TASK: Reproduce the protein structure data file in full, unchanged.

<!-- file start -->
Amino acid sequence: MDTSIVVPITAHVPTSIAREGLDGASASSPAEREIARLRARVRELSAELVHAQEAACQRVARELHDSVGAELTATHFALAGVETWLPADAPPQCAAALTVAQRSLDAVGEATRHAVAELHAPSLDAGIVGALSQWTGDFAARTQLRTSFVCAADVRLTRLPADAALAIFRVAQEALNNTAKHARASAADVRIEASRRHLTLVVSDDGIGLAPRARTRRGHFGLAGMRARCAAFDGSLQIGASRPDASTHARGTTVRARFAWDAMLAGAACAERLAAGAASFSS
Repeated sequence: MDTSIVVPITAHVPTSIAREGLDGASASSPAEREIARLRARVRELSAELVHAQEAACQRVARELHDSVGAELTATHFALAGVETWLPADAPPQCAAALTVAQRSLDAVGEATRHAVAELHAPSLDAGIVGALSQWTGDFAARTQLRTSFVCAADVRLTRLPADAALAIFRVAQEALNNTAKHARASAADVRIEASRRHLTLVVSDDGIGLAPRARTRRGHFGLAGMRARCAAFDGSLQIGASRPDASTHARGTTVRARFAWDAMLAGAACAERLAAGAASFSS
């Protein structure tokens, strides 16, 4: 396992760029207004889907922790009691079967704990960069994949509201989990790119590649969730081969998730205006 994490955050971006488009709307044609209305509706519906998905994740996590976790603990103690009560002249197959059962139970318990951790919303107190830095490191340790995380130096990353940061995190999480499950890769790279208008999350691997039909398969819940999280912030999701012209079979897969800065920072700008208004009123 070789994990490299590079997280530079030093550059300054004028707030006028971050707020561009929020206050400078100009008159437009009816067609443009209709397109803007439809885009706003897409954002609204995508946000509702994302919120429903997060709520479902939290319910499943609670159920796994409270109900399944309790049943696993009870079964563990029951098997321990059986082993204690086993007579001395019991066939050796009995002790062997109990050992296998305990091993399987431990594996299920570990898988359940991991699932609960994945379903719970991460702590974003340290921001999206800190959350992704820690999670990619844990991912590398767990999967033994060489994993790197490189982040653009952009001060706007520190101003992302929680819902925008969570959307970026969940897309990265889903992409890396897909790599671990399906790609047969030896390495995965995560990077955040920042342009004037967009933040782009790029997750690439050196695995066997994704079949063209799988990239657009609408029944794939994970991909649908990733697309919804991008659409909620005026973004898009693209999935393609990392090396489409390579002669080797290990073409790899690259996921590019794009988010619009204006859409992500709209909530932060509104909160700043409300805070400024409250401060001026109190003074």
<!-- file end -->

Amino acid sequence: MDTSIVVPITAHVPTSIAREGLDGASASSPAEREIARLRARVRELSAELVHAQEAACQRVARELHDSVGAELTATHFALAGVETWLPADAPPQCAAALTVAQRSLDAVGEATRHAVAELHAPSLDAGIVGALSQWTGDFAARTQLRTSFVCAADVRLTRLPADAALAIFRVAQEALNNTAKHARASAADVRIEASRRHLTLVVSDDGIGLAPRARTRRGHFGLAGMRARCAAFDGSLQIGASRPDASTHARGTTVRARFAWDAMLAGAACAERLAAGAASFSS
Repeated sequence: MDTSIVVPITAHVPTSIAREGLDGASASSPAEREIARLRARVRELSAELVHAQEAACQRVARELHDSVGAELTATHFALAGVETWLPADAPPQCAAALTVAQRSLDAVGEATRHAVAELHAPSLDAGIVGALSQWTGDFAARTQLRTSFVCAADVRLTRLPADAALAIFRVAQEALNNTAKHARASAADVRIEASRRHLTLVVSDDGIGLAPRARTRRGHFGLAGMRARCAAFDGSLQIGASRPDASTHARGTTVRARFAWDAMLAGAACAERLAAGAASFSS
């Protein structure tokens, strides 16, 4: 396992760029207004889907922790009691079967704990960069994949509201989990790119590649969730081969998730205006 994490955050971006488009709307044609209305509706519906998905994740996590976790603990103690009560002249197959059962139970318990951790919303107190830095490191340790995380130096990353940061995190999480499950890769790279208008999350691997039909398969819940999280912030999701012209079979897969800065920072700008208004009123 070789994990490299590079997280530079030093550059300054004028707030006028971050707020561009929020206050400078100009008159437009009816067609443009209709397109803007439809885009706003897409954002609204995508946000509702994302919120429903997060709520479902939290319910499943609670159920796994409270109900399944309790049943696993009870079964563990029951098997321990059986082993204690086993007579001395019991066939050796009995002790062997109990050992296998305990091993399987431990594996299920570990898988359940991991699932609960994945379903719970991460702590974003340290921001999206800190959350992704820690999670990619844990991912590398767990999967033994060489994993790197490189982040653009952009001060706007520190101003992302929680819902925008969570959307970026969940897309990265889903992409890396897909790599671990399906790609047969030896390495995965995560990077955040920042342009004037967009933040782009790029997750690439050196695995066997994704079949063209799988990239657009609408029944794939994970991909649908990733697309919804991008659409909620005026973004898009693209999935393609990392090396489409390579002669080797290990073409790899690259996921590019794009988010619009204006859409992500709209909530932060509104909160700043409300805070400024409250401060001026109190003074």